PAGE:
By CP Staff
By Olivia LaVecchia
By Chris Parker
By Jesse Marx
By John Baichtal
By Olivia LaVecchia
By Jesse Marx
By Olivia LaVecchia
Suddenly, something goes thump. They've wheeled a machine over to the patient's left, with a piston that goes up and down on his chest. This must be the sound the woman from admissions was talking about yesterday, when she peeked in the door during another critical case. "He's dead," she said. "Whenever they bring out this machine, I know it's over." They call it the Red Ram.
The cop's head sticks in again through the door. "This guy, do you have anything going on him yet?" His expression is hard to figure; it's a tough face, but there's an odd glimmer in the eyes. "I placed him under arrest," he says, squaring his shoulders in the leather jacket. "Who's the doctor in charge here?" "I am," the pit boss answers, not looking up. "This guy," the cop tries again, "is probably cracked up on crack cocaine."
The Ram keeps pumping while someone goes to fetch blood. The voices quiet a bit. A couple of nurses talk about who's going on break next. "Anyone know who he is?" calls the doc to the cop. "No. He wouldn't even tell me his name." There are six lines on the monitor above the patient's head, all different colors, all flat. One of the docs is holding on to the man's wrist.
And then the red beepers go off screaming again. "411, three minutes out, male, stab wound," crackle the speakers. Everything freezes for a second, then another team materializes at the second bed. The far doors fly open and paramedics blow through, barely stopping to unload the patient. "What's your name?" the pit boss says, leaning into the guy's face while shreds of clothes fall to the sides. "Jake? Jake, where are you hurt? Hold real still now. Watch, everyone--he's gonna throw up." He does.
"We picked that guy up at a party," says the paramedic watching from the sidelines. "Big party gone bad. Couple of hundred people in a fight. He walked up to us, says 'do I really need to go to the hospital?' Yep, I says, I think so. 'Do I need stitches?' Well, you're going to need stitches where your eyebrow's pierced. He says 'my eyebrow's not pierced.' Well, I says, what's that piece of metal? So I pulled on it and it didn't move. I thought, uh-oh."
"Guess whoever did it did some prison time," says his partner. "That's what they do in prison--whenever you get stabbed, they break it off so you can't pull it out and use it against them."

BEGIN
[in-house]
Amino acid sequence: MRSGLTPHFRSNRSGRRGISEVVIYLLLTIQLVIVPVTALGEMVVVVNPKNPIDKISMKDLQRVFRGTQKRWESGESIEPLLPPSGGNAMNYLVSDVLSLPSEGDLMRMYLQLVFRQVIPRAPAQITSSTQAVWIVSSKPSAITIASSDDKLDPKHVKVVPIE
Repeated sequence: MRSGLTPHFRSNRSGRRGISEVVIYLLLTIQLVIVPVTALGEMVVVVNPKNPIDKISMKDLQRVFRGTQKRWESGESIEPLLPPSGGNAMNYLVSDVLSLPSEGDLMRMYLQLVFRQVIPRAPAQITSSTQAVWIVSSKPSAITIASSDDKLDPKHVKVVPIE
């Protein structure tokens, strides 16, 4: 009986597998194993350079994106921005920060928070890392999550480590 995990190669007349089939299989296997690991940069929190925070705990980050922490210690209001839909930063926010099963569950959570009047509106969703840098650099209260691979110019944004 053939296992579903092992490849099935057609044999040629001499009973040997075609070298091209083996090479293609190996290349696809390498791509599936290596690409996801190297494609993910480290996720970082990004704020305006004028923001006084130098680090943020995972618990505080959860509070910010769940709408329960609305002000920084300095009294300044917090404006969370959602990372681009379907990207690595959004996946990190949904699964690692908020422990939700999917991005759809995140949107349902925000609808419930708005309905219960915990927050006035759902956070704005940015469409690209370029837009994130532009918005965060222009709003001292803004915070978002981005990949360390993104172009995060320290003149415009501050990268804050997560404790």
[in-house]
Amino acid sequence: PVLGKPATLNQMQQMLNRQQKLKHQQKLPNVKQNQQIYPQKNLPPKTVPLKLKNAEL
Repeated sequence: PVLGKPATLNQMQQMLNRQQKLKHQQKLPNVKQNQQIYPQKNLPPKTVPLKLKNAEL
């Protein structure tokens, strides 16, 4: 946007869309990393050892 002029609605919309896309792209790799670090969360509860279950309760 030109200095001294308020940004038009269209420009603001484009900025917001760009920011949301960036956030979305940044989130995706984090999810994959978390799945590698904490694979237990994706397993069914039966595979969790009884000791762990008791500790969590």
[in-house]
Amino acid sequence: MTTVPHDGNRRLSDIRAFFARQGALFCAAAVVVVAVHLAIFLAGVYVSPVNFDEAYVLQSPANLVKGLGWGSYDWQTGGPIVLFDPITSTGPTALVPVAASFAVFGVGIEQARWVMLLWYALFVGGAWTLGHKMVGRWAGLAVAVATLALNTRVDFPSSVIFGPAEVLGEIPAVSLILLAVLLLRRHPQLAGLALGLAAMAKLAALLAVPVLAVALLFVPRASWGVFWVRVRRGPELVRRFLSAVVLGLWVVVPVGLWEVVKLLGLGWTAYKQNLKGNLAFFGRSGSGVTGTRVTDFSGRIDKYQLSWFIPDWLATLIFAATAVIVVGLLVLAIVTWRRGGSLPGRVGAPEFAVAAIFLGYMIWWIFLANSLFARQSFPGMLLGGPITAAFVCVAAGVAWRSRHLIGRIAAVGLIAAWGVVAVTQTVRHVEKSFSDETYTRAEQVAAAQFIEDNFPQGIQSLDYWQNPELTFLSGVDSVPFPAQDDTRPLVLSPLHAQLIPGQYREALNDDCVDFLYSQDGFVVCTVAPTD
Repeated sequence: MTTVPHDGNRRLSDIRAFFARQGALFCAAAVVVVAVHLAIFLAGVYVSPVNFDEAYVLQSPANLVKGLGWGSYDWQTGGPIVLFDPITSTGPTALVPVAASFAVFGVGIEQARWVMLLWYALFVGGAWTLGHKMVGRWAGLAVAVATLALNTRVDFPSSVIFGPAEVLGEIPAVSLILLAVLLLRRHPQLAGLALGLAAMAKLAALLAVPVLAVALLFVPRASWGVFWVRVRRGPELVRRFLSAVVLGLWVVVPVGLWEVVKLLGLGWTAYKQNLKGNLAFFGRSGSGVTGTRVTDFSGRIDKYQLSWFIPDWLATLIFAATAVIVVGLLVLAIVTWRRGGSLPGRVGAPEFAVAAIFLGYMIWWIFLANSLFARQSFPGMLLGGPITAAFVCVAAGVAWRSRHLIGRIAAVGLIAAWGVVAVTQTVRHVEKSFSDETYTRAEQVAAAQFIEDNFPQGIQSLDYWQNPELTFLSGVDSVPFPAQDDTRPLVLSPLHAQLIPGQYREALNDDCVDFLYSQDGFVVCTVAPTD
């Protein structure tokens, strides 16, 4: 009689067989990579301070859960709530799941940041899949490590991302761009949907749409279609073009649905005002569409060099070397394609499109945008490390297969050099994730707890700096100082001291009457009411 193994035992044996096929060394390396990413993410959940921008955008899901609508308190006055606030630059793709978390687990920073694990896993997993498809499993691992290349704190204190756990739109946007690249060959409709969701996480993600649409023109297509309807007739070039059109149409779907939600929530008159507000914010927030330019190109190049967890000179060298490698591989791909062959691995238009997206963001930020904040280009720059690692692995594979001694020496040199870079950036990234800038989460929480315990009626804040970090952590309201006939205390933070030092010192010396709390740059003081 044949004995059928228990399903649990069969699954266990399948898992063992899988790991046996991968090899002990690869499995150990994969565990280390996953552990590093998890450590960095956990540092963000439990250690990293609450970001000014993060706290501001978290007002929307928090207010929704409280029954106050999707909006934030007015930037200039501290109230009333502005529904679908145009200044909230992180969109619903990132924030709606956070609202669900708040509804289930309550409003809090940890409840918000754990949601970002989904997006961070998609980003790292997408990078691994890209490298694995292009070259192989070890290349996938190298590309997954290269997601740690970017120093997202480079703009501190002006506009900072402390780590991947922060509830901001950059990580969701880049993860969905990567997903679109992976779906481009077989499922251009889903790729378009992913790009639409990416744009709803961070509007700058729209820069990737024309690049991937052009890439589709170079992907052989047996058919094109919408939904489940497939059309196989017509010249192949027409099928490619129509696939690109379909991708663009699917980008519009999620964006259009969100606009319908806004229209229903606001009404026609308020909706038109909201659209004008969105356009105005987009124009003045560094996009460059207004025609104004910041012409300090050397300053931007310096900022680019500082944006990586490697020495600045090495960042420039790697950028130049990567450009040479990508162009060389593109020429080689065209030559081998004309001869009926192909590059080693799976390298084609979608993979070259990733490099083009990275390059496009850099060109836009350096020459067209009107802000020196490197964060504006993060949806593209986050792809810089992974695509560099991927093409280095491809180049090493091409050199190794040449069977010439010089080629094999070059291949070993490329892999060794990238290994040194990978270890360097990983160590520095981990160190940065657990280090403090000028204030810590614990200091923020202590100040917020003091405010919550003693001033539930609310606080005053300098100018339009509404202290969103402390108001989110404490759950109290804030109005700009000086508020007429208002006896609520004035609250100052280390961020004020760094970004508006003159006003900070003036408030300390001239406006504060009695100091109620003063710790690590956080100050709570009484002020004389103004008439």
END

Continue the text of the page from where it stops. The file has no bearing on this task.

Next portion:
By the other bed, the thumping has stopped--maybe just now, maybe minutes ago. A couple of residents head for the door, shrugging. The one doc is still holding the guy's wrist.
"We got some heartbeat," she says after a while, looking at the monitor. "There's no pulse, but this is the first time he's registered anything." "Let's start again," the other doc says, "just once." Thump, the machine cranks up again. Thu-ump. The man's chest heaves. "He's dead, isn't he?" says the nurse next to me. "Guess they haven't pronounced." "He's not dead," comes a voice with an affected British accent. "He's me-ustly dead." A hand twitches as someone pushes a button.
"Here's the X-ray," calls the pit boss from the other bed. The films show Jake's skull, plus something long and narrow that doesn't look like it belongs. "Think it's a pencil?" one of the docs asks. Laughs all around. "Neurologically intact," someone comments.
On the first bed the CPR has stopped. Lines are being disconnected. Two men in suits and long wool coats materialize at the other end of the room, looking straight out of central casting--one stout, one thin, both with little sardonic twitches at the corners of their mouths. "Homicide," the paramedic says under his breath. "Did you see that cop who brought the first stab in? He's all freaked out. It's his first dead guy."
The stabilization room is one of Hennepin County's contributions to the world of emergency medicine--an ER within the ER, dedicated to patients for whom a bumpy elevator ride or a trip down miles of corridors could make a fatal difference. Its purpose is to turn catastrophe into a kind of equilibrium; they'll put in artificial airways, hook up fluids, stitch up gushing wounds. Most patients go on to surgery or intensive care. Some--two or three, out of 20 to 30 stab cases in an average week--go to the morgue.
Not everyone likes to work the stabilization room. "I get gastritis the minute that beeper goes off," says Marsha. "And I need to go to the bathroom really bad." "That's because the beeper is hooked up to the bladder, didn't you know that?" Dawn says earnestly. "What you're saying is you're not a trauma junkie." Trauma junkies like the adrenaline rush, and the high that comes from working on instinct; there are times when the three docs and two nurses required on any stab case seem to function as a single body, in a tight choreography that leaves little to chance.
"I like the feeling that you can have an impact," Dawn adds. "Out in the cubes, you have to treat them for hours, and you never know what the outcome is going to be. In stab, it's a lot more simple. They're going to live or they're going to die. And you can make the difference."